Skip to main content

Thrombotic Microangiopathies clinical trials at UCSF

3 in progress, 2 open to eligible people

Showing trials for
  • Ravulizumab in Pediatric Participants With HSCT-TMA

    open to eligible people ages up to 17 years

    This study will evaluate the safety, efficacy, pharmacokinetics, and pharmacodynamics of ravulizumab administered by intravenous infusion to pediatric participants, from 1 month to < 18 years of age, with HSCT-TMA. The treatment period is 26 weeks, followed by a 26-week off-treatment follow-up period.

    San Francisco, California and other locations

  • TRANSPIRE: Lung Injury in a Longitudinal Cohort of Pediatric HSCT Patients

    open to eligible people ages up to 24 years

    Hematopoietic stem cell transplant (HSCT) is an effective but toxic therapy and pulmonary morbidity affects as many as 25% of children receiving transplant. Early pulmonary injury includes diffuse alveolar hemorrhage (DAH), thrombotic microangiopathy (TMA) interstitial pneumonitis (IPS) and infection, while later, bronchiolitis obliterans is a complication of chronic GVHD associated with severe morbidity and mortality. Improved diagnosis and treatment of pulmonary complications are urgently needed as survival after HSCT improves, and as HSCT is increasingly used for non-malignant disorders such as sickle cell disease. Currently, there are large and important gaps in the investigator's knowledge regarding incidence, etiology and optimal treatment of pulmonary complications. Moreover, young children unable to perform spirometry are often diagnosed late, and strategies for monitoring therapeutic response are limited. This is a prospective multi-institutional cohort study in pediatric patients undergoing allogeneic hematopoietic stem cell transplantation (alloHSCT). Assembly of a large prospective uniformly screened cohort of children receiving HSCT, together with collection of biological samples, will be an effective strategy to identify mechanisms of lung injury, test novel diagnostic strategies for earlier diagnosis, and novel treatments to reduce morbidity and mortality from lung injury after transplant.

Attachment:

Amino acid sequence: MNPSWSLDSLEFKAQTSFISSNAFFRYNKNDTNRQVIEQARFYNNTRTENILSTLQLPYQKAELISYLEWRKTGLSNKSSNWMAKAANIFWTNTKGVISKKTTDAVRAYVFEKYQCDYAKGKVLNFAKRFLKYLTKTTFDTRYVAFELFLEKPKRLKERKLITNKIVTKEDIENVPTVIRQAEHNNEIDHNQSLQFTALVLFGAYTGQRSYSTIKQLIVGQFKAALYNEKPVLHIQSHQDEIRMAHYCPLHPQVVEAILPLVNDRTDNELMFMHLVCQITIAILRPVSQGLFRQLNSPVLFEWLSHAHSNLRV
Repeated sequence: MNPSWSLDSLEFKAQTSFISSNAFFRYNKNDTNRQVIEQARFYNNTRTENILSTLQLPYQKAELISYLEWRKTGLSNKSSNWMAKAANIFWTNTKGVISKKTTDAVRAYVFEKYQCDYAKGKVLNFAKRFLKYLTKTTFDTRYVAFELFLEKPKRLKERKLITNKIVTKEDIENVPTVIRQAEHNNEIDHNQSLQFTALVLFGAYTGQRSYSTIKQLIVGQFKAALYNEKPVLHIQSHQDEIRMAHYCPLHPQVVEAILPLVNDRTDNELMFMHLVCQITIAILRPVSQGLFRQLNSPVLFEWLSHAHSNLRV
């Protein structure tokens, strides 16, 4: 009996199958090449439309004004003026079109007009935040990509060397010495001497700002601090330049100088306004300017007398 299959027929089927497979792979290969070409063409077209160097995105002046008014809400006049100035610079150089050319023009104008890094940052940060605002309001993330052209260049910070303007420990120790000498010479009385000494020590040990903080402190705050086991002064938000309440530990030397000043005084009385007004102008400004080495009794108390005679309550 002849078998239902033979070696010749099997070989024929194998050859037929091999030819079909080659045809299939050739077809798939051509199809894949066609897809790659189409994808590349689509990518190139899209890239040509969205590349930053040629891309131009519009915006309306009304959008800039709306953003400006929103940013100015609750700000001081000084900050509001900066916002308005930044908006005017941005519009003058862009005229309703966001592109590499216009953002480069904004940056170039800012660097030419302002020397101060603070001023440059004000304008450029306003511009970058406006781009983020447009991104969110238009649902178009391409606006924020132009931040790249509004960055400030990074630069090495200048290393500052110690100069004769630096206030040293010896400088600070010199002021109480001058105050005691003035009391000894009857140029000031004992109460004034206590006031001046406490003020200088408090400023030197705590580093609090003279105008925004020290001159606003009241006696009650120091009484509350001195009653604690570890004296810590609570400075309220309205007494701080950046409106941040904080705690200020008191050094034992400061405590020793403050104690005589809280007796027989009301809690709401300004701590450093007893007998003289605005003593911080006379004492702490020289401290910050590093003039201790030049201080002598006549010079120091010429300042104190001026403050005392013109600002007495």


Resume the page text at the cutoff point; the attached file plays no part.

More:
San Francisco, California and other locations

  • Defibrotide Prophylaxis of Transplant Associated-Thrombotic Microangiopathy for Neuroblastoma

    Sorry, not yet accepting patients

    This phase II trial tests how well defibrotide works in preventing transplant-associated thrombotic microangiopathy (TA-TMA) in patients with high-risk neuroblastoma undergoing tandem transplants (hematopoietic stem cell transplant [HSCT]). TMA is a potential life-threatening complication of stem cell transplant. TMA is a possible side effect of the chemotherapy (conditioning regimen) patients receive to help treat high-risk neuroblastoma, because these medicines can sometimes damage the blood vessel walls in the body. This damage leads to formation of tiny blood clots in organs, especially the kidney. This then causes organ damage and leads to problems with how they function. This study may help researchers learn how defibrotide may help prevent TMA before it starts, or help treat it once it starts among patients with high-risk neuroblastoma undergoing tandem transplants.

    San Francisco, California

Our lead scientists for Thrombotic Microangiopathies research studies include .

Last updated: